CLAIBORNE (Monroe County) Print

history of Claiborne Jewry and photographs. Jews arrived in Claiborne by the early 1840s as peddlers and rural merchants and acquired land for a Jewish cemetery in 1843. [January 2009]

Monroe County Heritage Museum, the Monroe County Historical Society newsletter, Alabama Historical Quarterly (Summer 1957) and "The Gates of Heaven: Congregation Sha'arei Shomayim, Mobile, 1844-1994" by Robert Zeitz, and staff research.)

  • Claiborne Jewish Cemetery: Turning off U.S. 84 onto a dirt road near the landmark, Dellet House, one finds the neglected cemetery by driving through a cow pasture (private property). About twenty feet into the woods are rusting coils of barbed wire that once marked the cemetery. For a detailed description of area Jewish history see: detailed description . (AJA) American Jewish Archives, 3101 Clifton Ave. Cincinnati, Ohio 45220-2488; phone (513) 221-1875. Description and list of names in the cemetery. 1828-1867. SC-2151 and Microfilm No. 3002 Claiborne Historical documents (history, tombstone, inscriptions, etc.) of Jewish population. Claiborne, Ala. and Cincinnati, Ohio. n.d. Histories file Tombstone inscriptions. 1828-1867. Vital Statistics file. Tombstone inscriptions from the Jewish cemeteries in Claiborne and Eufaula, AL and correspondence concerning these towns. Claiborne, AL and Meridian, MS and various places. Nov. 22, 1978 and July 3, 1979. Vital Statistics File.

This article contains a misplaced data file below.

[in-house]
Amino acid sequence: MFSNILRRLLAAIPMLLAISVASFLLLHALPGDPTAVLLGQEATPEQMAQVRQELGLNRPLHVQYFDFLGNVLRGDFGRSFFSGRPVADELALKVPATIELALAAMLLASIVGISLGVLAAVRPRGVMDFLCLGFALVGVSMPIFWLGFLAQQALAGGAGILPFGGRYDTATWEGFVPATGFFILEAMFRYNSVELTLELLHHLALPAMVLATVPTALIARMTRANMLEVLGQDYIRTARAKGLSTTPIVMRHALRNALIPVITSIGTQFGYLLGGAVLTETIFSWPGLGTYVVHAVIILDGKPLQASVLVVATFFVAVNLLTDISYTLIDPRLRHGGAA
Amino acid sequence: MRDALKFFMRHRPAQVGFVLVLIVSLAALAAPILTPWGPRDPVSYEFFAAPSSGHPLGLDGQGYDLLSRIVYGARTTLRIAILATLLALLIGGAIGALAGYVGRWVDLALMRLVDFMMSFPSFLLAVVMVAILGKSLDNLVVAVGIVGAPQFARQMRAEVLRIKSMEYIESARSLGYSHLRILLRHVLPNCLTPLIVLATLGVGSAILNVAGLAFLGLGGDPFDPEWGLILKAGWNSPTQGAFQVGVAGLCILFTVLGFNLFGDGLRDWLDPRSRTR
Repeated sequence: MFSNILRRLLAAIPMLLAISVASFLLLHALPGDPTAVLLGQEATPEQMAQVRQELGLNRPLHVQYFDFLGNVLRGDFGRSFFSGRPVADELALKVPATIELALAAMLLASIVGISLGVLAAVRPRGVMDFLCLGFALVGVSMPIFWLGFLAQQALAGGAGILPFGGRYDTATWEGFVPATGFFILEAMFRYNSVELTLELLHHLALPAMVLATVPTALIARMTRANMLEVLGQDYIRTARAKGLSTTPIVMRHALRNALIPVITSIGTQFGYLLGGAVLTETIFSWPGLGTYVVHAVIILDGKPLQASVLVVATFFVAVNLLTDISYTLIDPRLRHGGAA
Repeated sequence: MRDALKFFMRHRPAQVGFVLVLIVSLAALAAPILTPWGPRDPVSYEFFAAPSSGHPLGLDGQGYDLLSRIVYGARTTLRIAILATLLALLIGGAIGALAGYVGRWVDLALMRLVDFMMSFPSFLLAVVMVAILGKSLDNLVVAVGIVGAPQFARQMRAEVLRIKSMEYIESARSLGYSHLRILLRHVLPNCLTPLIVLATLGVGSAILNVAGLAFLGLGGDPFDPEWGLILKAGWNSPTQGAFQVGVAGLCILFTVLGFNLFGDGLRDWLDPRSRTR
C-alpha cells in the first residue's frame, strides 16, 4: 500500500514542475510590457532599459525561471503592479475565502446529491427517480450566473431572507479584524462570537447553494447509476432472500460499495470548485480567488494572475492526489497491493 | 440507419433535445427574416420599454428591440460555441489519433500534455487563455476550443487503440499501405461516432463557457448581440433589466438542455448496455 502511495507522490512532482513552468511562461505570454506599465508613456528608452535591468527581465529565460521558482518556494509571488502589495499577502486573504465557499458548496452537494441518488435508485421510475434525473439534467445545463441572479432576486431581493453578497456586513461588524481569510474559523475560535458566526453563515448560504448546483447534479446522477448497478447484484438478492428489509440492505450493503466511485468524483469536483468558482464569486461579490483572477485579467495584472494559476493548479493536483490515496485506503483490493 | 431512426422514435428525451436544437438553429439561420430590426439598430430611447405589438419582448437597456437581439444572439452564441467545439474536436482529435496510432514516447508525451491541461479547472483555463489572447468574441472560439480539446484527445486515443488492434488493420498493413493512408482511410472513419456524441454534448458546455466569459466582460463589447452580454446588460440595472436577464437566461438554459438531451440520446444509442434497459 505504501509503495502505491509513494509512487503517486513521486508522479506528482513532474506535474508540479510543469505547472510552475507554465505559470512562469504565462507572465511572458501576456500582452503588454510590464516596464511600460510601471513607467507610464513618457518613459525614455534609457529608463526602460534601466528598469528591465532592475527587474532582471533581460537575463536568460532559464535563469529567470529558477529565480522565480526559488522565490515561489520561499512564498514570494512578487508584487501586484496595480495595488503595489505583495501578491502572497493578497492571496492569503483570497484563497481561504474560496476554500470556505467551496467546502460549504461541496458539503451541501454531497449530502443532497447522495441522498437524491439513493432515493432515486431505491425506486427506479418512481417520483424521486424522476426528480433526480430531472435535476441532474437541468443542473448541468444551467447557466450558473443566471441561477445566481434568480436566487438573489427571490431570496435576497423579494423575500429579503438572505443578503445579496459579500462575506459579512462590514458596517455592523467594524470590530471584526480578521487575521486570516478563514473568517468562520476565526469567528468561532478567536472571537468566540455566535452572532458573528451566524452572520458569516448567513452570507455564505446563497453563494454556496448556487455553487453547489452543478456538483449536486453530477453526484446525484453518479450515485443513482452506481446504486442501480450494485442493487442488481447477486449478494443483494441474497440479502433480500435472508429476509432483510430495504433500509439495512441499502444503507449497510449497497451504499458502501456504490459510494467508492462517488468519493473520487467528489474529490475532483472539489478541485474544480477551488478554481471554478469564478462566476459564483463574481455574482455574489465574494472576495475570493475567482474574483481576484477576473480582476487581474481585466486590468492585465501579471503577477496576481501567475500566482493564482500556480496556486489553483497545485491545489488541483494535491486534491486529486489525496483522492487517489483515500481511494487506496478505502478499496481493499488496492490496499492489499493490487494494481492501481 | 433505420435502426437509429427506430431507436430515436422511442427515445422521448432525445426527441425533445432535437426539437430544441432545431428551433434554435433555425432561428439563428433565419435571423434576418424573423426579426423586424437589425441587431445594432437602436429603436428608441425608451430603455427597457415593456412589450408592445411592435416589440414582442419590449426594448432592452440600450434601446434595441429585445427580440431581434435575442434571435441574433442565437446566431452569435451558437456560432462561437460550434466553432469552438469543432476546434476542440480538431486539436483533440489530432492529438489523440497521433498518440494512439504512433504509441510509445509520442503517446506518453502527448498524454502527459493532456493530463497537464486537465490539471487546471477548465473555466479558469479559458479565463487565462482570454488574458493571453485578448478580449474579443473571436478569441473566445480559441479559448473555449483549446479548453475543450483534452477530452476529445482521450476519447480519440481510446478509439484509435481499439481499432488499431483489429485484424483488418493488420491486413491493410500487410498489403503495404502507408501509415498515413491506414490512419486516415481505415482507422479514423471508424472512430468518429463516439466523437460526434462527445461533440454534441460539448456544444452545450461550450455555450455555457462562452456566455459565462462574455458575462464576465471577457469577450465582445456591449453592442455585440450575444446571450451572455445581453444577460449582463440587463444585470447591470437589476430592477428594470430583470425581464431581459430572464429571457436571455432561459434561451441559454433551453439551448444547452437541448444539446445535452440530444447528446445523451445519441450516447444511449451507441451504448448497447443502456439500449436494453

• UPDATE: There is an error in descriptions. The listing of "1828" is incorrect -- The graves in question were from 1898. Dawn Crook is in charge of cemetery restoration in Monroe County and can give further information on the cemetery's condition. Contact the Monroe County Heritage Museum. Source: Larry Brook, Deep South Jewish Voice, Birmingham, AL. [June 2001]
  • inactive since 1899, the date of the last burial. "Currently, the Claiborne Jewish cemetery is in good condition. In 1967 it was vandalized and in the years since weeds and brush covered most of the gravestones. In 2000, 85 rising high school freshmen and sophomores from the Henry S. Jacobs Camp in Utica, Mississippi helped to restore the cemetery by clearing brush and uncovering the graves. Thirty-two graves were revealed. There may be no Jewish soul left in Claiborne, but its history illuminates important aspects of Alabama Jews. Claiborne’s Jews showed strong support for the Confederacy, the ease with which Jews assimilated into the merchant class, and the powerful desire to maintain their religious traditions, despite their small numbers." Source:  [January 2009]
  • Burial List. [January 2009]
Last Updated on Friday, 16 April 2010 11:25